Do you remember going to those dreaded school physicals every few years? Usually, the worst part was wondering how many shots you were going to need that year. However, for some, when the doctor asked them to bend forward and touch their toes their lives would change forever. This simple test, called the Adam’s test, allows the doctor to get a better look at the spine and evaluate any curvature present. This is typically the first time a child will hear that they will need x-rays and further evaluation for scoliosis.
Scoliosis is defined as a lateral, or sideways curvature of the spine of more than 10 degrees, and is typically diagnosed between 10 and 12 years old. Currently, the most accepted treatments for scoliosis are bracing, physical therapy, chiropractic care, and spinal fusion surgery.
Many kids and parents will wonder why physical therapy care is any different than having their kids play their favorite sports and staying physically active. Although fun, most sports do not actually help a child with scoliosis build and strengthen the muscles they need. The only sport found to aid in fighting any future increase in curvature of the spine is swimming. This is because swimming gives the body a chance to take a break from fighting gravity and helps to build strong back musculature. On the other hand, patient-centered, scoliosis-specific physical therapy treatment fights the increasing curvature of the spine by strengthening the muscles of the spine asymmetrically.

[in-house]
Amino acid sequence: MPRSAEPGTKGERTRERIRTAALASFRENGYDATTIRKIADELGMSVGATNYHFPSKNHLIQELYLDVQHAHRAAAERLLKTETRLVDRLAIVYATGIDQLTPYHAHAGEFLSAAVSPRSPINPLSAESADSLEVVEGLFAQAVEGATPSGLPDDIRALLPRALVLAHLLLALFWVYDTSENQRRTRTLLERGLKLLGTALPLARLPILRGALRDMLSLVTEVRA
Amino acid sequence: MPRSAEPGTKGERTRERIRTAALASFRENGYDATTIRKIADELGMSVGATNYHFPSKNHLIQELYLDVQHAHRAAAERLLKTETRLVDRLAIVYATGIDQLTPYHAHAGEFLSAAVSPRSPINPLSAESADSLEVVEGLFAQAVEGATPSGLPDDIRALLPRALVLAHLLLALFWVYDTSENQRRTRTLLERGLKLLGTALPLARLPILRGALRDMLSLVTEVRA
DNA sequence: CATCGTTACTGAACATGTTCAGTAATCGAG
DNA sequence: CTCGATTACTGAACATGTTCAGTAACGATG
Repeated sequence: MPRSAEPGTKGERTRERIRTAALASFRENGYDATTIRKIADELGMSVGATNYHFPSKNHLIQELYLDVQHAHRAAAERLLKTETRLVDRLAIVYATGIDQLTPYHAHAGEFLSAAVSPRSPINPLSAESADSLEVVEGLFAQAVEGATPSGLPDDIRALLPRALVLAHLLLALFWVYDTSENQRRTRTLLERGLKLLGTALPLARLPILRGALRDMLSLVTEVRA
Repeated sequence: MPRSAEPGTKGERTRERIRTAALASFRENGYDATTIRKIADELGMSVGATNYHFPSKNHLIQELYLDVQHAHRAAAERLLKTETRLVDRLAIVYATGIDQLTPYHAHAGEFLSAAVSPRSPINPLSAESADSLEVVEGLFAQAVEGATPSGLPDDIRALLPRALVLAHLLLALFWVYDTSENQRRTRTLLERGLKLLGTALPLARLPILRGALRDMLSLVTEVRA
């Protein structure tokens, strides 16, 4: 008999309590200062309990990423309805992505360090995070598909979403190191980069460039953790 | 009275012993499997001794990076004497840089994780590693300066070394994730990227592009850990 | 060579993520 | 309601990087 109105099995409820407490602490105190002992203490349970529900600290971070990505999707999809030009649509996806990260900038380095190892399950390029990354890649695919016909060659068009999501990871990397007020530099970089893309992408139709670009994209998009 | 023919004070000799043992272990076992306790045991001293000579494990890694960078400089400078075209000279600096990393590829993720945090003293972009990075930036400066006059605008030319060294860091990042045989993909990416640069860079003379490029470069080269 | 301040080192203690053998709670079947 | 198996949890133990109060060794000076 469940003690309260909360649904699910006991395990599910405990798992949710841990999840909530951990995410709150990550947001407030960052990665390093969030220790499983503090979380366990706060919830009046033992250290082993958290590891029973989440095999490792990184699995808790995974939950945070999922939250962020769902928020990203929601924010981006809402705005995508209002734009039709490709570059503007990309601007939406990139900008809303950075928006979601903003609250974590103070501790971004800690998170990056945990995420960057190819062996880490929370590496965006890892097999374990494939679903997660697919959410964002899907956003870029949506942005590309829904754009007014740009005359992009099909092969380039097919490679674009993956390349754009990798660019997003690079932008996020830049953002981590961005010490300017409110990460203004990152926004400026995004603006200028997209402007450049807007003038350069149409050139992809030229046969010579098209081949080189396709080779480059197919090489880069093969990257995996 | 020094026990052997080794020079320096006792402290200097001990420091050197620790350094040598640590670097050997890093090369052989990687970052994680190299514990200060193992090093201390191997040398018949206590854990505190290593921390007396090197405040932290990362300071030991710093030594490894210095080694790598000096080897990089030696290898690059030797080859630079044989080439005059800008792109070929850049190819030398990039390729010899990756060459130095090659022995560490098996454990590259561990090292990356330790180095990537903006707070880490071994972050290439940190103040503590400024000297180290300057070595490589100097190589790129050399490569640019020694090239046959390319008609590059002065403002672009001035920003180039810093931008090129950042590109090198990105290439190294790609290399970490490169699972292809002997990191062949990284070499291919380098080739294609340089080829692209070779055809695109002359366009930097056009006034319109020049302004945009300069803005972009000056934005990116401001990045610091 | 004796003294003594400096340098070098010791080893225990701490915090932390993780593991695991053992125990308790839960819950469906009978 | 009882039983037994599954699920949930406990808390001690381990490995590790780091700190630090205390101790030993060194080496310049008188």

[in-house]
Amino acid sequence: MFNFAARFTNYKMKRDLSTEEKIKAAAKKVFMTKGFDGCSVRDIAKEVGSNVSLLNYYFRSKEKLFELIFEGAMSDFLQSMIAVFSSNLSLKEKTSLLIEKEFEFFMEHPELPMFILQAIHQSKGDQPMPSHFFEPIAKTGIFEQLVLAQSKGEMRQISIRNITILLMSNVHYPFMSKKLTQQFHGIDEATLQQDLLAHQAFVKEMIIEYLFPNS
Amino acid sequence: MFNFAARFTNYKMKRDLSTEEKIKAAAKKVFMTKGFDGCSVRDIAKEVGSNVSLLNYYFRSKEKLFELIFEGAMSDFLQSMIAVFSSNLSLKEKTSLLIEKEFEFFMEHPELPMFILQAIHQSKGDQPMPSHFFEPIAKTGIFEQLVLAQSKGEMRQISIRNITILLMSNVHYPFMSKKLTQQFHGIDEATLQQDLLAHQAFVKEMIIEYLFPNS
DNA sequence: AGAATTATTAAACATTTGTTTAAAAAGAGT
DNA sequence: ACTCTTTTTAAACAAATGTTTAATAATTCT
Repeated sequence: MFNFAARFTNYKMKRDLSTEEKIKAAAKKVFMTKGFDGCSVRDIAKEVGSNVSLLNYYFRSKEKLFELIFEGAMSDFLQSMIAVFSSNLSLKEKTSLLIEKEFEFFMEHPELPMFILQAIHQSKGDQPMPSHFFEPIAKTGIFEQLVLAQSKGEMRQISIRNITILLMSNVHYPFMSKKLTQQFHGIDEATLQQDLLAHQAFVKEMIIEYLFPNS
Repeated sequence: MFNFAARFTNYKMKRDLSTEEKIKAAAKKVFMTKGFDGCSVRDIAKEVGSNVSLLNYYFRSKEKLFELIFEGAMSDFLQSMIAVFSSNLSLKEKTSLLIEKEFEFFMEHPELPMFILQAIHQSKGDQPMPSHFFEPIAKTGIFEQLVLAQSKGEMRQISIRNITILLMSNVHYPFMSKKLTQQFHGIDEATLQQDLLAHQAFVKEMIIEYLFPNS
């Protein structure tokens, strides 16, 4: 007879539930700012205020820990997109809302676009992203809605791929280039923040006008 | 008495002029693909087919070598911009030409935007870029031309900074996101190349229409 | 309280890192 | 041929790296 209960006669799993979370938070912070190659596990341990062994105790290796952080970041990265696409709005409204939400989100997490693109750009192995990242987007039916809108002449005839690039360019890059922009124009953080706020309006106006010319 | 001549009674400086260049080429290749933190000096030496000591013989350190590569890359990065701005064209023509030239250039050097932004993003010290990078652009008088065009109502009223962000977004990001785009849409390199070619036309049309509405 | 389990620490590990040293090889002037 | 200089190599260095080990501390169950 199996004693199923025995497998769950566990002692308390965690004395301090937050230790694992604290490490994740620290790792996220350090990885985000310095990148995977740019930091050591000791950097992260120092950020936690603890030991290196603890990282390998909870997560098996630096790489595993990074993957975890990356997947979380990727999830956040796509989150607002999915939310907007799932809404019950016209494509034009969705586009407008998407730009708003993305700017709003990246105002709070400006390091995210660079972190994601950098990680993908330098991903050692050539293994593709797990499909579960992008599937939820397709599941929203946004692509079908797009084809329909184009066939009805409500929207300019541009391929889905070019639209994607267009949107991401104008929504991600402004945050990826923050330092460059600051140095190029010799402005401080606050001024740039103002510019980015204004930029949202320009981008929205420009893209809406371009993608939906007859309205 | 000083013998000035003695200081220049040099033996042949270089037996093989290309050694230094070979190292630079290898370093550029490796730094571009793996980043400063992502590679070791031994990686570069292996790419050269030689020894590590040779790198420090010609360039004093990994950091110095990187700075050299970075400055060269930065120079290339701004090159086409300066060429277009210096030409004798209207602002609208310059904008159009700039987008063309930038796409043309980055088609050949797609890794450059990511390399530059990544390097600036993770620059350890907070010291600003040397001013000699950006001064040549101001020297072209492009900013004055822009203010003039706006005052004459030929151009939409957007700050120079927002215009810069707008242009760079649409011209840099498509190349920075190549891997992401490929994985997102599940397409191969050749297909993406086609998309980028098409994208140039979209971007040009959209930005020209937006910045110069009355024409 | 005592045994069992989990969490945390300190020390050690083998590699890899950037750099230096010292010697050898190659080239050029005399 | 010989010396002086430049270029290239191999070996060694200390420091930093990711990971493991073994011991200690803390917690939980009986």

Why asymmetrically? Picture a normal spine. It is straight, and the muscles on either side of the spine tend to be of equal length and strength. Now, take that straight spine and turn it into the letter “S” or “C.” In our diagram, the muscles on the left side of the “C” are lengthened and weak while the muscles on the right side of the spine are shortened and strong. If we were to treat these muscles identically, the curve would stay the same or worsen. However, if the left and right sides are treated according to their separate dysfunctions, physical therapy can make a greater impact in working against the curve.
The good news is – physical therapy is impactful during all phases of the condition. It doesn’t matter if you are in the earlier bracing stage or if you have recently had surgery. Physical therapy almost always has an answer – no matter what stage of scoliosis you sit in. Depending on where you are at with your condition, your physical therapist will being to tailor together an individualized plan that considers the severity of your case.
Physical therapy treatments for Scoliosis can include:
- Strength Training: Your physical therapist will focus on strengthening your core, as well as any other adjoining muscles near the affected area. Other zones for focus include the hips, shoulders, head, and feet.
- Range of Motion Exercises: This fluctuates with severity of condition, but your physical therapist will provide you with range of motion treatment guidance that will help address any functional limitations of your scoliosis.
- Manual Therapy: A physical therapist will also aim to restore functionality to joints, muscles, and other soft tissues that have been affected by your scoliosis. They will often use their own two hands to help retrain your body into performing healthier movement patterns.
Scoliosis is a challenging condition that typically leaves parents and children with more questions than answers. Are you currently suffering from the symptoms of scoliosis? If you or a loved one has scoliosis and has further questions, please talk to your physician or physical therapist. An Axes physical therapist will always put you on a plan that best suits your needs so you can rest assured that you are receiving the best care for your individual case.